I managed to get settled on my left side. I was leery of being on my back as I had gathered that was one of the worst positions for tearing. As it turned out, this might not have been the best choice.
The doctor took a look and was reviewing all the vitals. I remember waiting for him to tell me to start pushing. When he didn't say anything I finally asked if it was ok now. "Yes. If you feel ready. Just listen to your body and push with the contractions." Um, yep. I. Am. READY. And so I started. I quickly discovered I was a screamer. Everything was so intense at this point that I was actually having a hard time feeling the stop and start of the contractions and had to keep asking when to go for it. But when I was, I was screaming. I'm sure it was quite unsettling for Greg, probably not so much the doctor and nurse, but that shit helps.
And so it went for the next hour or so, the entire time on my left side because as before, changing positions at any point just seemed too hard. I kept asking for progress reports. There was much commentary about baby's blonde hair (it wasn't until it was all over and she was dried off we realized it was actually red.) Eventually her head came free. The doctor asked me if I wanted to look down and see baby and touch her little noggin. I remember thinking very clearly "Not right now. I'm BUSY!" My eyes were pretty well clamped shut, I had long since given up on any external focal points. I took a quick glance and that was all I could muster. It was probably another half hour of pushing and pleading to know if I was making progress. Then suddenly with one push that I distinctly remember wasn't one of the best efforts I'd given, at 3:14 a.m., she was born.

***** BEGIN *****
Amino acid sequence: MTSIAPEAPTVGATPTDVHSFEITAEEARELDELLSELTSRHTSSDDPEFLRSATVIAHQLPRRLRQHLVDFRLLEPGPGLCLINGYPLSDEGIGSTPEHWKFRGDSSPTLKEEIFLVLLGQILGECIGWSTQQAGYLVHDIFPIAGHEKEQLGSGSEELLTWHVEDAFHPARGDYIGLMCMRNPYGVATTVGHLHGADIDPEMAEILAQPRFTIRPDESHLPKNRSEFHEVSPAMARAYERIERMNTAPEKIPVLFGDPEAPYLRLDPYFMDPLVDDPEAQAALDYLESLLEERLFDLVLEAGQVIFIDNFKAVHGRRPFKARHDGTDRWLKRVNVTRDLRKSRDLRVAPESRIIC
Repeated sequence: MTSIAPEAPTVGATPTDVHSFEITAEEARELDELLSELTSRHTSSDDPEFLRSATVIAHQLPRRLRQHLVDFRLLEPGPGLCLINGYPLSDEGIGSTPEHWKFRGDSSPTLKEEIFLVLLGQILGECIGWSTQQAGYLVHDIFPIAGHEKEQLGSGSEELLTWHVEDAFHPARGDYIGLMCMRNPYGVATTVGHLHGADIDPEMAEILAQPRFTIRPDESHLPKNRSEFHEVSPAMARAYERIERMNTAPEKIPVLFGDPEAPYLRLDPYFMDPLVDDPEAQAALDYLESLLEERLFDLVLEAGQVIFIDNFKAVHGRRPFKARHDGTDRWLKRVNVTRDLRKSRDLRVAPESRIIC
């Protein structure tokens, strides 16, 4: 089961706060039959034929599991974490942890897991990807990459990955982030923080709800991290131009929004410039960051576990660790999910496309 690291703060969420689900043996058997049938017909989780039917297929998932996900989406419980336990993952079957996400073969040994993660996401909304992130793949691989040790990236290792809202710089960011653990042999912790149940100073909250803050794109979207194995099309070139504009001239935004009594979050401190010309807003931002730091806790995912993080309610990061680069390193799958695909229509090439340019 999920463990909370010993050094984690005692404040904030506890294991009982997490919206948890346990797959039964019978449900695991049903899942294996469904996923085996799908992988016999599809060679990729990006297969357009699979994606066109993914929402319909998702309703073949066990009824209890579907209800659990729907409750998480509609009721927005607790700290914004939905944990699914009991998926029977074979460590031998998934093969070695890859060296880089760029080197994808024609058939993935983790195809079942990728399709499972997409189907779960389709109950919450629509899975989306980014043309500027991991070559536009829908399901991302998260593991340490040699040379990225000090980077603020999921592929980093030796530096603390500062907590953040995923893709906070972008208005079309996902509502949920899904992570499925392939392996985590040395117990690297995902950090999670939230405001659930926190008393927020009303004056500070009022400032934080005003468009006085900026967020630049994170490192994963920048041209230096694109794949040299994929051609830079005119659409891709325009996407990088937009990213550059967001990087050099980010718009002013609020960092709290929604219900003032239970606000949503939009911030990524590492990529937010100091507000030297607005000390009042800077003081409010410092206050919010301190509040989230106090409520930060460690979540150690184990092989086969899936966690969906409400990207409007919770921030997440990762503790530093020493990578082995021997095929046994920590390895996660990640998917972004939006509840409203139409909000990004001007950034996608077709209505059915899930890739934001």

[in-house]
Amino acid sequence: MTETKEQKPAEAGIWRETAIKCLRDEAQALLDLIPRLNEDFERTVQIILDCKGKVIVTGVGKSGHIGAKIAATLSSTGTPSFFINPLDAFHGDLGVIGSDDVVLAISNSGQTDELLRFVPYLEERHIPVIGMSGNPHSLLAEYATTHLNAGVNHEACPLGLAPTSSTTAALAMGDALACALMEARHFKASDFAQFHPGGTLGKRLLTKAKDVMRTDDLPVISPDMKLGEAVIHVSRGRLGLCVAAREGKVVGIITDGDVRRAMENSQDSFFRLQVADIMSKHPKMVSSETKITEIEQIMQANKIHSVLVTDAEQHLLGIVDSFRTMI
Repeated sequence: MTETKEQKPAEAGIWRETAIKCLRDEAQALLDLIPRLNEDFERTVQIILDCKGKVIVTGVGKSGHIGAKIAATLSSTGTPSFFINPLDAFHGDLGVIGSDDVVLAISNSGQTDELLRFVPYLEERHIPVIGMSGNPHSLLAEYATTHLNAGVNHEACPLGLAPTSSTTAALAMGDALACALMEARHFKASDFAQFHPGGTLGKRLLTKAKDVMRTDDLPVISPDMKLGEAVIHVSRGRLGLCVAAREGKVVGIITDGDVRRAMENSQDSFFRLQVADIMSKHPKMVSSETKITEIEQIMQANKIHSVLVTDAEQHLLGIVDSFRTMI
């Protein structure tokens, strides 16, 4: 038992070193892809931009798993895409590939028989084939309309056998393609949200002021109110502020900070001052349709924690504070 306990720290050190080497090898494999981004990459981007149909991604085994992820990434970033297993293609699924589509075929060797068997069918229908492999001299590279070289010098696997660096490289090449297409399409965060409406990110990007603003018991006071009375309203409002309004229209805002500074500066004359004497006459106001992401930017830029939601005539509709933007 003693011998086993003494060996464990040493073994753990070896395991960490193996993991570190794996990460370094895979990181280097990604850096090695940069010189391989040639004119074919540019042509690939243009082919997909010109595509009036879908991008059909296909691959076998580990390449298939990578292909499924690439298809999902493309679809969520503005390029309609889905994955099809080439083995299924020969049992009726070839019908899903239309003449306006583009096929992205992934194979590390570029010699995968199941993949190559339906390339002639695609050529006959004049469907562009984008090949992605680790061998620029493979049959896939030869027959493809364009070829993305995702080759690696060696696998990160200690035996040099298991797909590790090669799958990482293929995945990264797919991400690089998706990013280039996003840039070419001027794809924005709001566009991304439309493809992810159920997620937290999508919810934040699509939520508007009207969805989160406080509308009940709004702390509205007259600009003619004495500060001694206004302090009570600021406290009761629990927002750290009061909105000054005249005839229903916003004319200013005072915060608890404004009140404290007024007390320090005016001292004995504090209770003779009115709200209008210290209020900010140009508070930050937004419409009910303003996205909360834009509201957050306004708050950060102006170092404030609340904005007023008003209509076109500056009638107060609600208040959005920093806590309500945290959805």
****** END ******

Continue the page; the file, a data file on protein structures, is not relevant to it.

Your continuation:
Straight onto my chest she went and it was love at first sight for me. Greg cut the cord. She was crying loudly. All those endorphins felt so good. I had done it! I was one proud mama. Proud of my beautiful, healthy, big, little baby. Proud of myself, proud of my strong, supportive husband.
Baby weighed in at 8 pounds 15 ounces. And I got mad props for naturally delivering a nearly 9 pound baby. We realized her hair was actually red. We decided that the name we'd tentatively chosen, Ida Evelyn was a go. She nursed for the first time. I was so happy that I could finally, after all those months rest comfortably on my back.